Sending or receiving a text message takes a driver’s eyes off the road for an average of 4.6 seconds, the equivalent of driving blind at 55 mph for the length of an entire football field.
Distracted driving statistics paint a grim picture: In 2014, an estimated 3,179 people were killed and an additional 431,000 were injured in motor vehicle crashes involving distracted drivers. It is clear that distracted driving continues to be a deadly driving hazard.
According to a 2014 special article in the New England Journal of Medicine, the risk of a crash or near-crash among novice drivers increased with the performance of many secondary tasks, including texting and dialing cell phones.
The percentage of drivers text-messaging or visibly manipulating handheld devices increased from 1.7 percent in 2013 to 2.2 percent in 2014. Since 2007, young drivers (ages 16 to 24) have been observed manipulating electronic devices at higher rates than older drivers.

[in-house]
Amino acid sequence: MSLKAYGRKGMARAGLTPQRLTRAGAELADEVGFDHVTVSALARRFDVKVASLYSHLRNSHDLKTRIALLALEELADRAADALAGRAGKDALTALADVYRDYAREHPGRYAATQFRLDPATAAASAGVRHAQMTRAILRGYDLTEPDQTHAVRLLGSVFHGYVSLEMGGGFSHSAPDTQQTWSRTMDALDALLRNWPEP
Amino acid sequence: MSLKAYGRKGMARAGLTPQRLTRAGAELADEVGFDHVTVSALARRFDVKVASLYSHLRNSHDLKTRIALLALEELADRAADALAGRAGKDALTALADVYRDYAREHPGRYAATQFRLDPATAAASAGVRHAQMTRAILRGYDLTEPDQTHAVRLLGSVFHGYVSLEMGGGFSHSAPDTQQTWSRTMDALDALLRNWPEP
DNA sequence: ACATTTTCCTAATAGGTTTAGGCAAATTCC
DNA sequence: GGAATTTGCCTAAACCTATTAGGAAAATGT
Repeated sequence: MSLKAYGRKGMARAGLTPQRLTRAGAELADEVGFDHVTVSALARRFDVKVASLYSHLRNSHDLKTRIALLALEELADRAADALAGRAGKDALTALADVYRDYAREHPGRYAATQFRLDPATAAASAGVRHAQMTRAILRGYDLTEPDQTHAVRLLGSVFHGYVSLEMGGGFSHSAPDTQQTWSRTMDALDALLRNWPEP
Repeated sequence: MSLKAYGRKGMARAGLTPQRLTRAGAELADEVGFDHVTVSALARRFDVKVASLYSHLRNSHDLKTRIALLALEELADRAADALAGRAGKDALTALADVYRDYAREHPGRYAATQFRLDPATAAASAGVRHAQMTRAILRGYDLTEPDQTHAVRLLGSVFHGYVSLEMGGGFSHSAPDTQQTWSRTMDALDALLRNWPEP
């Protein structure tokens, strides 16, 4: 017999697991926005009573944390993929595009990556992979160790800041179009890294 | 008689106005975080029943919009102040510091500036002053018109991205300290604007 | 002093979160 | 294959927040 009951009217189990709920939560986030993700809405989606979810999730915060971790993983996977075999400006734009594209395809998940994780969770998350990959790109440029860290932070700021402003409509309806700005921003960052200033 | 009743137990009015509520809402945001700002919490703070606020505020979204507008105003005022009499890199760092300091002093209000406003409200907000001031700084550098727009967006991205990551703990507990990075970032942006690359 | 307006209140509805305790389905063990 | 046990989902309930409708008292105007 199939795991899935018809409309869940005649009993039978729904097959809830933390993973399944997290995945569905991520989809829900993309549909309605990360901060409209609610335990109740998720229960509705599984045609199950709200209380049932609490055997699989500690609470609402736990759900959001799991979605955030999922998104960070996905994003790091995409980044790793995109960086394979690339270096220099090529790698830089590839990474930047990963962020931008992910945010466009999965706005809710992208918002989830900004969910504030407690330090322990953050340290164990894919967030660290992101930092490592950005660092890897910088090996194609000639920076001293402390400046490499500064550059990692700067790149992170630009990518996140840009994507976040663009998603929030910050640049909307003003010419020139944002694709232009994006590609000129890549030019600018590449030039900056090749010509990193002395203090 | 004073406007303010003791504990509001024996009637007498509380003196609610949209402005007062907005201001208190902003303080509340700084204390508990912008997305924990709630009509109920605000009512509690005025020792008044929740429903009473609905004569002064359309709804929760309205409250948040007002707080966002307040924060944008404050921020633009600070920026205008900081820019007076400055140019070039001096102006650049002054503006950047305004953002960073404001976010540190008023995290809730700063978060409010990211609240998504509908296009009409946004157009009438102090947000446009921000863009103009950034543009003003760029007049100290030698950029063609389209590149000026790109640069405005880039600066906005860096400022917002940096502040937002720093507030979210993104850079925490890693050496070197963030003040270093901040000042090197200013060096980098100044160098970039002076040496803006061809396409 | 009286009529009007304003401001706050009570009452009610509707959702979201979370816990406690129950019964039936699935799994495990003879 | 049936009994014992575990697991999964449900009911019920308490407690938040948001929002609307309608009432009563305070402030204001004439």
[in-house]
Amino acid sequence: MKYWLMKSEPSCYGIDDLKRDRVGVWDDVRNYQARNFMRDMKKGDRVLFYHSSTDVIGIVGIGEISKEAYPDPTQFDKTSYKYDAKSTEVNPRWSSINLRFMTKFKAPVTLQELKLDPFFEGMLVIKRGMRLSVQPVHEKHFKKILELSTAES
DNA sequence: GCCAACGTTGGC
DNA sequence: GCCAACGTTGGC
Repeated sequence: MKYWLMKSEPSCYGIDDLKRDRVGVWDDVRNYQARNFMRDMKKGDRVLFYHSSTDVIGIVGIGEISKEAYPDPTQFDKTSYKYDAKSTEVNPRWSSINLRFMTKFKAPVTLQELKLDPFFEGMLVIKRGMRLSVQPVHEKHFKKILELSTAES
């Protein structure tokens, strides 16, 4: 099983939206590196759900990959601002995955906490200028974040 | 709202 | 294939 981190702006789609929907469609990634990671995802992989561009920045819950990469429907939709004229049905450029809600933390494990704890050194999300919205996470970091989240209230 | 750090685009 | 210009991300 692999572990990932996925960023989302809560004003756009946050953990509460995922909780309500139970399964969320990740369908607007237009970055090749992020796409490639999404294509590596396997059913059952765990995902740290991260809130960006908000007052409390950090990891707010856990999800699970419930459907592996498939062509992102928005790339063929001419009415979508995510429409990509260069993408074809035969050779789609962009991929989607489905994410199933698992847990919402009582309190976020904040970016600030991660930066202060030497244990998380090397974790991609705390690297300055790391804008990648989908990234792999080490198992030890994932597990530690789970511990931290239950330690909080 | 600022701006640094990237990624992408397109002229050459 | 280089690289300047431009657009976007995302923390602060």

From April 8-13, 2016, law enforcement personnel will employ both traditional and original strategies to crack down on motorists who text while driving. The national high-visibility enforcement U Drive. U Text. U Pay. campaign uses two tactics: combine intense enforcement of anti-texting laws with advertising, media, and social media outreach to let drivers know about the enforcement and convince them to obey the law.
Approximately $5 million in national advertising has gone into the U Drive. U Text. U Pay. campaign, designed to raise awareness about the enforcement effort and remind people about the deadly consequences of texting and driving. The paid advertising period will run from Monday, April 4 to Wednesday, April 13.
U Drive. U Text. U Pay. enforcement tactics include police patrols, strategically located spotters on local and state roadways, and stationary police vehicles prominently placed around communities to observe and cite violators of the law.
For more information about national distracted driving issues, visit www.distraction.gov.